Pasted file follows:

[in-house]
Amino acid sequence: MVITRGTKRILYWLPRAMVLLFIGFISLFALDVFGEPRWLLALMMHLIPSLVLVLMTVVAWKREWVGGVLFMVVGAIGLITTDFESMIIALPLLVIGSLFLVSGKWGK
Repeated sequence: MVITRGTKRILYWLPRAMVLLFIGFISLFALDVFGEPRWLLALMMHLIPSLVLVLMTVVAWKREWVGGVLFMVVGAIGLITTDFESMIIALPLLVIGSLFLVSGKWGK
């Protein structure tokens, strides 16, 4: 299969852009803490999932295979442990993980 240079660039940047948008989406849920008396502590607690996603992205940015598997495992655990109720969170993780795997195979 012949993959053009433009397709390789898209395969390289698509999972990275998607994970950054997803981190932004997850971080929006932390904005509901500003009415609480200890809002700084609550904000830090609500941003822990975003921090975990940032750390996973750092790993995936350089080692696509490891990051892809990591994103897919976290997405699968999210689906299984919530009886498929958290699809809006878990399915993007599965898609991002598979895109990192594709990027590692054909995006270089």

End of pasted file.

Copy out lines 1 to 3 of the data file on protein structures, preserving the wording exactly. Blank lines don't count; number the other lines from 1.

[in-house]
Amino acid sequence: MVITRGTKRILYWLPRAMVLLFIGFISLFALDVFGEPRWLLALMMHLIPSLVLVLMTVVAWKREWVGGVLFMVVGAIGLITTDFESMIIALPLLVIGSLFLVSGKWGK
Repeated sequence: MVITRGTKRILYWLPRAMVLLFIGFISLFALDVFGEPRWLLALMMHLIPSLVLVLMTVVAWKREWVGGVLFMVVGAIGLITTDFESMIIALPLLVIGSLFLVSGKWGK